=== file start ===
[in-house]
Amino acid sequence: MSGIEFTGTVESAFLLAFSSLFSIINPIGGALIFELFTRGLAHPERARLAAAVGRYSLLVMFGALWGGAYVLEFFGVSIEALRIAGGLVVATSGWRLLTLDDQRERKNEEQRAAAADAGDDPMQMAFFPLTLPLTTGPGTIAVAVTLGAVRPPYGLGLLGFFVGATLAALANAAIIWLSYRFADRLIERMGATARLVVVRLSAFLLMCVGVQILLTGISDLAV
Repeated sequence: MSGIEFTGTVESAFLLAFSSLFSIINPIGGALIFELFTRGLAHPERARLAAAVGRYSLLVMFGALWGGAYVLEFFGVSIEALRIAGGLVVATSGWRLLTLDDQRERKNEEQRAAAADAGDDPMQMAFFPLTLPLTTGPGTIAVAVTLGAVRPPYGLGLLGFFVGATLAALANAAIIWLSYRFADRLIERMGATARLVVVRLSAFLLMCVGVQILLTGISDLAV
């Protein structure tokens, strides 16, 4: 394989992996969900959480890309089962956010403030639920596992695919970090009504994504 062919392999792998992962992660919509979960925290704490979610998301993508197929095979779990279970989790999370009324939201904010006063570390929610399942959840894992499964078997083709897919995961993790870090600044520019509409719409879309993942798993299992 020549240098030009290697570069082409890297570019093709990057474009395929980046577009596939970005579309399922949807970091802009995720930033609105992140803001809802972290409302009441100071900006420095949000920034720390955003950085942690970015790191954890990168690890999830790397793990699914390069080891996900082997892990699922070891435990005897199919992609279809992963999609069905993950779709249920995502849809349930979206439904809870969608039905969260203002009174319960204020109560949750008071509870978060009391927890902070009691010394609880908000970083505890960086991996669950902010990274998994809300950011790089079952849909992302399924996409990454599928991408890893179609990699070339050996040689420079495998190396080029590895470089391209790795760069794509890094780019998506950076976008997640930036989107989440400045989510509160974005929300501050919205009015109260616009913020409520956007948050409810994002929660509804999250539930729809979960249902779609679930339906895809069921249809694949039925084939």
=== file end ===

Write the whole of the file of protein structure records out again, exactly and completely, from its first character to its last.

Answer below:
[in-house]
Amino acid sequence: MSGIEFTGTVESAFLLAFSSLFSIINPIGGALIFELFTRGLAHPERARLAAAVGRYSLLVMFGALWGGAYVLEFFGVSIEALRIAGGLVVATSGWRLLTLDDQRERKNEEQRAAAADAGDDPMQMAFFPLTLPLTTGPGTIAVAVTLGAVRPPYGLGLLGFFVGATLAALANAAIIWLSYRFADRLIERMGATARLVVVRLSAFLLMCVGVQILLTGISDLAV
Repeated sequence: MSGIEFTGTVESAFLLAFSSLFSIINPIGGALIFELFTRGLAHPERARLAAAVGRYSLLVMFGALWGGAYVLEFFGVSIEALRIAGGLVVATSGWRLLTLDDQRERKNEEQRAAAADAGDDPMQMAFFPLTLPLTTGPGTIAVAVTLGAVRPPYGLGLLGFFVGATLAALANAAIIWLSYRFADRLIERMGATARLVVVRLSAFLLMCVGVQILLTGISDLAV
């Protein structure tokens, strides 16, 4: 394989992996969900959480890309089962956010403030639920596992695919970090009504994504 062919392999792998992962992660919509979960925290704490979610998301993508197929095979779990279970989790999370009324939201904010006063570390929610399942959840894992499964078997083709897919995961993790870090600044520019509409719409879309993942798993299992 020549240098030009290697570069082409890297570019093709990057474009395929980046577009596939970005579309399922949807970091802009995720930033609105992140803001809802972290409302009441100071900006420095949000920034720390955003950085942690970015790191954890990168690890999830790397793990699914390069080891996900082997892990699922070891435990005897199919992609279809992963999609069905993950779709249920995502849809349930979206439904809870969608039905969260203002009174319960204020109560949750008071509870978060009391927890902070009691010394609880908000970083505890960086991996669950902010990274998994809300950011790089079952849909992302399924996409990454599928991408890893179609990699070339050996040689420079495998190396080029590895470089391209790795760069794509890094780019998506950076976008997640930036989107989440400045989510509160974005929300501050919205009015109260616009913020409520956007948050409810994002929660509804999250539930729809979960249902779609679930339906895809069921249809694949039925084939």